Things About Point Break That Are Too Weird Not To Address 

Tori Preston
Updated August 24, 2017 1.2k votes 276 voters 20.5k views 16 items

List Rules Vote up the Point Break weirdism that most had you WTF-ing.

At the intersection of buddy cop movies, surfer movies, self-aware action movies, hardcore bromance, and sheer adrenaline-fueled insanity sits one film: Point Break. Released in 1991, the film has remained an unforgettable pop culture touchstone for over 25 years. What's the secret to it's success? Blowing minds while making almost no sense whatsoever. 

That isn't a criticism. If anything, it's an accomplishment. This film has a lot going on: FBI office drama, bank robbing, presidential impersonation, romance, philosophy, meteorology, vague mysticism, friendship, skydiving, a Red Hot Chili Pepper, and the ultimate surfer quest for the perfect wave are just some of the things going down on screen. Point Break was an early film for Kathryn Bigelow, who went on to direct films like Zero Dark Thirty and The Hurt Locker, which earned her the first Oscar given to a female director. But even back then, Bigelow knew how to juggle an intricate plot, stage high-impact action sequences, and let her stars shine.

And boy, do Keanu Reeves and Patrick Swayze shine! Theirs is a cat-and-mouse bromance that defies expectations at every turn. Reeves puts his air-headed Bill & Ted days behind him as the hotshot FBI recruit who is working undercover, while Swayze captivates as a surfer who will stop at nothing for the next big thrill. That we root for each of them to succeed, knowing that ultimately they both can't win, is a testament to the performances and their dynamic together. 

But a complicated plot and serious star power is enough to mask some of the more wtf aspects of Point Break. Whatever you may think you remember about it, we guarantee you're still missing out on some of the weirdest things in Point Break - things you may never have noticed before, but will make you appreciate the film more than ever!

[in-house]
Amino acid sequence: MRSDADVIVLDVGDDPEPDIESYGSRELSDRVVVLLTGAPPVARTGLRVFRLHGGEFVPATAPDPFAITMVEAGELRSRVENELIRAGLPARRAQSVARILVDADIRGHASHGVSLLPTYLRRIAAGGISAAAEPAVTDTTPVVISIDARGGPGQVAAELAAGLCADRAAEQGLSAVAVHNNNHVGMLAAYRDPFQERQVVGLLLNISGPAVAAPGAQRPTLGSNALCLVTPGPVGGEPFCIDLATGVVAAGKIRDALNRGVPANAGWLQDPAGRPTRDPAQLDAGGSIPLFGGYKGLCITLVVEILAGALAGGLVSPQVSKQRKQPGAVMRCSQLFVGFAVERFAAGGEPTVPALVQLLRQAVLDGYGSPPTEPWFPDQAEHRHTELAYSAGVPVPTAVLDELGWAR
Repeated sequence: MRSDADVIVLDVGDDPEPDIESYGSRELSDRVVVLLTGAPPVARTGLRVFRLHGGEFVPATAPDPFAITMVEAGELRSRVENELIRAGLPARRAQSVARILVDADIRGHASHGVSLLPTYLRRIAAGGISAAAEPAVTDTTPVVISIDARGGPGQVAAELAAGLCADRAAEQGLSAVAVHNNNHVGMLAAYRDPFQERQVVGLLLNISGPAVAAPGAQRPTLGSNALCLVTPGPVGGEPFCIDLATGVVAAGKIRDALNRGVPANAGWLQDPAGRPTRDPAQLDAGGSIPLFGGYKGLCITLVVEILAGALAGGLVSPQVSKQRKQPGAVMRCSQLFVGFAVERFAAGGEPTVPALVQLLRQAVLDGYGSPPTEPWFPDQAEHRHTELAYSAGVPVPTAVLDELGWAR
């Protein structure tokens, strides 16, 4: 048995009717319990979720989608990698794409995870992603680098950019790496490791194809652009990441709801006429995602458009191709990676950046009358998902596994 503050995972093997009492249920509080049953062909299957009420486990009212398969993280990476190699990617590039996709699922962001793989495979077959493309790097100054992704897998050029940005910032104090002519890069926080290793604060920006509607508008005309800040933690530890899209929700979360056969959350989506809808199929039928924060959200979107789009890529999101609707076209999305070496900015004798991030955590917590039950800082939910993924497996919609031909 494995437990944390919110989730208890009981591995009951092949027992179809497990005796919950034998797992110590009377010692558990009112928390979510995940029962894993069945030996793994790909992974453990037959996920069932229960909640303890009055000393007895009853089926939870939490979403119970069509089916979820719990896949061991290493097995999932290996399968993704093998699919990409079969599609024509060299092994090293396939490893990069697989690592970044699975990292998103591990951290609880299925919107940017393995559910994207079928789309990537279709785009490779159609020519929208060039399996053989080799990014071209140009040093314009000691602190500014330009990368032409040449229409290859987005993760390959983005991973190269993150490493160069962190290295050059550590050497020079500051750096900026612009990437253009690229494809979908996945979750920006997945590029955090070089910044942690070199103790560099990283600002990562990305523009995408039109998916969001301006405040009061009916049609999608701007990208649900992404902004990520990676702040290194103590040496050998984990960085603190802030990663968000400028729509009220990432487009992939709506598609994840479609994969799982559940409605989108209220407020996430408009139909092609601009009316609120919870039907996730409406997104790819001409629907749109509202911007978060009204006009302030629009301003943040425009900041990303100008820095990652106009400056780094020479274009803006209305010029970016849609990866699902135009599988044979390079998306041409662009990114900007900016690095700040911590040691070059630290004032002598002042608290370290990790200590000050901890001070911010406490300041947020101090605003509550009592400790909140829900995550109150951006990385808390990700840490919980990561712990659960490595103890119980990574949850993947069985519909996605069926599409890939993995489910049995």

Johnny Utah Is The Worst FBI Agent Of All Time
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After rescuing Tyler and letting Bodhi get away, the film jumps ahead a number of months. Johnny shows up in Australia, knowing that Bodhi wouldn't be able to resist the big waves of the fabled 50-Year Storm that he'd always talked about. And sure enough, Johnny is right. Bodhi is right there on the beach, ready to head out into the treacherous surf. 

Johnny explains that he's been on Bodhi's trail the whole time, tracking him through Mexico to Fiji, Sumatra, and, finally, to Australia. Which is a cool story, except: Why would the FBI pay to send Johnny, a guy who implicated himself in the Ex-Presidents' crimes, got his partner killed, and didn't bring down Bodhi the first time, halfway around the world for the better part of a year just to redeem himself? Wouldn't they have fired Johnny after the mess he made of things in LA? And if the FBI wanted Bodhi that badly, wouldn't they send someone who hadn't already lost the dude once? 

Also, why did Johnny bother tracking him? He could have saved the FBI a whole lot of money and just gone straight to Australia in time for the storm, since he always knew he'd find Bodhi there. The rest of the search was a waste of time. And in the end, Johnny STILL lets Bodhi get away, relying on the waves to kill him, and then throws his badge into the surf, effectively quitting his job.